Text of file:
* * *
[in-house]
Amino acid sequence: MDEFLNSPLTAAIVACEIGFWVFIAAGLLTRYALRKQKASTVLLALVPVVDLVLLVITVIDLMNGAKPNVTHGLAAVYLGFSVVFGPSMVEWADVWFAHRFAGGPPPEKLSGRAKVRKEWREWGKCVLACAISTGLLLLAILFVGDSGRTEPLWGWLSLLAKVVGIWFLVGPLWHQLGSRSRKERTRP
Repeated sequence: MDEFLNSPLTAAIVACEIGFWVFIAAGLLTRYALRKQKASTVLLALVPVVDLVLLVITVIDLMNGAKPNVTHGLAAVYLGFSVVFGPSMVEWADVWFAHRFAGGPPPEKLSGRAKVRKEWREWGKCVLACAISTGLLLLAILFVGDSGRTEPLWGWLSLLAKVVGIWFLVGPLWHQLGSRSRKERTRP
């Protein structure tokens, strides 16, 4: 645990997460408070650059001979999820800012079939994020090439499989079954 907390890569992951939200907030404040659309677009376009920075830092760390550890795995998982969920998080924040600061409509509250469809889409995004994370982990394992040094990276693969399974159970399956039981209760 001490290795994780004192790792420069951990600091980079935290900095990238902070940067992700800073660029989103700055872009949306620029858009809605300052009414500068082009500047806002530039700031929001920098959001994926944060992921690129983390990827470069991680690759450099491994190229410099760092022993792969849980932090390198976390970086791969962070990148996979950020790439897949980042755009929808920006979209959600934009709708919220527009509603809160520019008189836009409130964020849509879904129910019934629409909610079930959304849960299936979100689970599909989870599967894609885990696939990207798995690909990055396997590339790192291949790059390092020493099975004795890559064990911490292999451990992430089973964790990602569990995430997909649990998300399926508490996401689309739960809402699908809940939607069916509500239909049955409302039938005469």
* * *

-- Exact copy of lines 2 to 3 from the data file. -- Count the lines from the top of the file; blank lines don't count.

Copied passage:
Amino acid sequence: MDEFLNSPLTAAIVACEIGFWVFIAAGLLTRYALRKQKASTVLLALVPVVDLVLLVITVIDLMNGAKPNVTHGLAAVYLGFSVVFGPSMVEWADVWFAHRFAGGPPPEKLSGRAKVRKEWREWGKCVLACAISTGLLLLAILFVGDSGRTEPLWGWLSLLAKVVGIWFLVGPLWHQLGSRSRKERTRP
Repeated sequence: MDEFLNSPLTAAIVACEIGFWVFIAAGLLTRYALRKQKASTVLLALVPVVDLVLLVITVIDLMNGAKPNVTHGLAAVYLGFSVVFGPSMVEWADVWFAHRFAGGPPPEKLSGRAKVRKEWREWGKCVLACAISTGLLLLAILFVGDSGRTEPLWGWLSLLAKVVGIWFLVGPLWHQLGSRSRKERTRP